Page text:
US District Judge James Boasberg dismissed the lawsuit against the US because the government “retains immunity for injuries suffered in foreign countries.” But he added that the court is “in no way condoning what happened to Gross or implying he is to blame.”

Boasberg declined to dismiss Gross’s case against DAI. In May, 2013, DAI agreed to a secret settlement with Gross and paid the family an undisclosed sum.

USAID administrator Rajiv Shah was not with the agency when it approved the contract with DAI that wound up sending Gross to a Cuban prison. (Shah announced Wednesday he would step down as head of USAID next February.)

Shah, 41, has had little to say in public about Alan Gross. According to Herrick, Shah “met in person” with Judy Gross. She and her lawyers say the meeting never happened.

For four years after Gross was convicted, the US government took the position that he was unfairly detained. It refused to negotiate and called for his unconditional release. Gross lived in a hospital prison cell with two Cubans. He lost 100 pounds. One of his teeth fell out. While he was imprisoned, his mother died. The Cubans had denied his request to see her before she passed away.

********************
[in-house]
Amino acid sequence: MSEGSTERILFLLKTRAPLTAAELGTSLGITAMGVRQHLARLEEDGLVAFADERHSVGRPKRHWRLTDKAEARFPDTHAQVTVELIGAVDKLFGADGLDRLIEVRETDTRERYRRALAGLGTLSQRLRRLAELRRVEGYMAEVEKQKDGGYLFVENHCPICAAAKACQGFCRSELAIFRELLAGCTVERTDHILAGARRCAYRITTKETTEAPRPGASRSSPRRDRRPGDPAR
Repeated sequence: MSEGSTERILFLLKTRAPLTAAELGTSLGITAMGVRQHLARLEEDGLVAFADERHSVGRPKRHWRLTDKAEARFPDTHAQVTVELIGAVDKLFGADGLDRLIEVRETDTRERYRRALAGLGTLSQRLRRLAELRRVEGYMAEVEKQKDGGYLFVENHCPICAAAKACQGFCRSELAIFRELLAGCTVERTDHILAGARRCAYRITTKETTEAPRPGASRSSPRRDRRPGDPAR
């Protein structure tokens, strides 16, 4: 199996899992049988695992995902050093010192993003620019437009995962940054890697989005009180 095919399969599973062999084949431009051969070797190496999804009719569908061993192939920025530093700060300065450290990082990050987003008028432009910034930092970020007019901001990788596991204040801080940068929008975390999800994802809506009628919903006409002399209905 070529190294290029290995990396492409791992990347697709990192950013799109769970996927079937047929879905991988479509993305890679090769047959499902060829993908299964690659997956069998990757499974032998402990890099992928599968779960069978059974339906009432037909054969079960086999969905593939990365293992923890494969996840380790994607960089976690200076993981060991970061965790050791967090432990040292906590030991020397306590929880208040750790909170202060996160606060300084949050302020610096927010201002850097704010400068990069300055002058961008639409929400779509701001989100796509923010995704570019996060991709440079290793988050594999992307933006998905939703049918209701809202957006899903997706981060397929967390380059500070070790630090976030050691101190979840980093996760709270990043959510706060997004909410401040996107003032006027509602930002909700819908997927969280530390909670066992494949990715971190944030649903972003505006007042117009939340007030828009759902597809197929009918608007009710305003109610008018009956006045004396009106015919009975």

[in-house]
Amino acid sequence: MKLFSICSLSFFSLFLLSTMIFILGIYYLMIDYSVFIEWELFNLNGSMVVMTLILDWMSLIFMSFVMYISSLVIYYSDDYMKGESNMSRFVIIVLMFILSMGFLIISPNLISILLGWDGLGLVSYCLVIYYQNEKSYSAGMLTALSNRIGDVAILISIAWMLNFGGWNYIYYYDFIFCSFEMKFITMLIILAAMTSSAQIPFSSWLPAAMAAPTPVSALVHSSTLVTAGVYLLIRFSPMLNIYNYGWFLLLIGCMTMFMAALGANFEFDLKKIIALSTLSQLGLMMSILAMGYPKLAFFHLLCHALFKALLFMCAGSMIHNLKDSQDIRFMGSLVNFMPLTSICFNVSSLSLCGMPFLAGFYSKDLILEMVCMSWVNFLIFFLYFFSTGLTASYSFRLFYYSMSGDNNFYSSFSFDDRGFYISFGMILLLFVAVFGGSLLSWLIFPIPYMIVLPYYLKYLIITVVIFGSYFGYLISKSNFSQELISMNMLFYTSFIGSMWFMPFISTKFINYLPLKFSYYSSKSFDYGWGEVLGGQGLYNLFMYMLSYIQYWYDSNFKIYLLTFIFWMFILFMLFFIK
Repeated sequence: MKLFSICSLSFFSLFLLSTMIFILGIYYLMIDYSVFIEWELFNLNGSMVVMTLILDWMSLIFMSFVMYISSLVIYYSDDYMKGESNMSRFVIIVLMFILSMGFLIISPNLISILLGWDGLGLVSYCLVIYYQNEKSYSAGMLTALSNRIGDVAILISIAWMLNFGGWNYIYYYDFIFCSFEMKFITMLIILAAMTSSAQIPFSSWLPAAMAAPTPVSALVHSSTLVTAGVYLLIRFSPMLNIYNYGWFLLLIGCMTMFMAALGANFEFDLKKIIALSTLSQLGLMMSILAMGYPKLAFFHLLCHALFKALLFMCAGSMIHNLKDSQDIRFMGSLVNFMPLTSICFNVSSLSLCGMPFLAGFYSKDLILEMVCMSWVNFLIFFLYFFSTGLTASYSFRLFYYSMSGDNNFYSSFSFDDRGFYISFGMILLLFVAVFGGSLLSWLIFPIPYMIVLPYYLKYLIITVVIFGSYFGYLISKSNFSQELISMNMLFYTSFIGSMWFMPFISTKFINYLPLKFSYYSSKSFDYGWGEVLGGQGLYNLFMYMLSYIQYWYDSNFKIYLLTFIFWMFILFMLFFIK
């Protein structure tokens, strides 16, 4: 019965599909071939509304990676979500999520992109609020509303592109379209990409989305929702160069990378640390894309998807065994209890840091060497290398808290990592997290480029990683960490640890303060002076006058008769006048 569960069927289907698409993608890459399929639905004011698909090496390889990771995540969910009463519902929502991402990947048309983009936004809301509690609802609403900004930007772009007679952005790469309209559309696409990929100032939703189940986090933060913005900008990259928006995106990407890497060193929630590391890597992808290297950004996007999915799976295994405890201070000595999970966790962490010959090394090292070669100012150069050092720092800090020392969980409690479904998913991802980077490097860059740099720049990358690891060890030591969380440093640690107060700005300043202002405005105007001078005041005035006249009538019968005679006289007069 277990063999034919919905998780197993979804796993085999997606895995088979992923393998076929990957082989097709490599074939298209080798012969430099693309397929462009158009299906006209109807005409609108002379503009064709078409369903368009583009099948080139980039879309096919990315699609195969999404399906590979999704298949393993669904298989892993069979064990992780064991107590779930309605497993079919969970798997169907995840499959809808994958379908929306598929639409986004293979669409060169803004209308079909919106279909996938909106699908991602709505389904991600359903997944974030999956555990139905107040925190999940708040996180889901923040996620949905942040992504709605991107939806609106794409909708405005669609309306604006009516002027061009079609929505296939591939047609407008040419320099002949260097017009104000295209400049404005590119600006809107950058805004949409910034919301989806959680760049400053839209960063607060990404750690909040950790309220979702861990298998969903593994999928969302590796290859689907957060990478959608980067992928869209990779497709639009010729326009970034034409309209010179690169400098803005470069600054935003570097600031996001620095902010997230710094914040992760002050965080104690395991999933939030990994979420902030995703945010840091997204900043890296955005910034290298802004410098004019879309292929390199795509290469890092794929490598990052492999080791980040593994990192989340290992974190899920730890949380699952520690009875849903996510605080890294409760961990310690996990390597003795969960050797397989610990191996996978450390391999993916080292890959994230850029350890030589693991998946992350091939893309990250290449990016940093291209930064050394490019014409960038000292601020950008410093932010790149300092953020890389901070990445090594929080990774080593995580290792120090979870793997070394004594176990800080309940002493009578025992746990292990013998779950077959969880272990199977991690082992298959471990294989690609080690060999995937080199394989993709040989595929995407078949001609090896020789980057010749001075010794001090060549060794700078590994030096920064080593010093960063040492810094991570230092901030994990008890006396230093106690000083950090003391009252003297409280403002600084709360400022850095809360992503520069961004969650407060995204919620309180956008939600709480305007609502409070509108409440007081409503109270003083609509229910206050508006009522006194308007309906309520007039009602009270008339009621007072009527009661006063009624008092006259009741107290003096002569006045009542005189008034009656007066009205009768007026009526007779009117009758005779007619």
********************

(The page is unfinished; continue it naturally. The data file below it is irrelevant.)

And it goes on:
Meanwhile, Judy Gross had to go it alone. She moved out of their home in Montgomery County and found an apartment in DC. With attorney Scott Gilbert, she lobbied for her husband’s release. Both visited Gross in Cuba, as did several members of Congress.

The State Department began negotiating in secret with Cuban officials earlier this year. The Cubans demanded that the US release three of their nationals who were convicted of spying in 1998 in exchange for Gross’s freedom. With the help of the Vatican, the US and Cuba agreed to swap prisoners.

On December 17, President Obama announced Gross had been freed and that the United States planned to normalize relations with Cuba.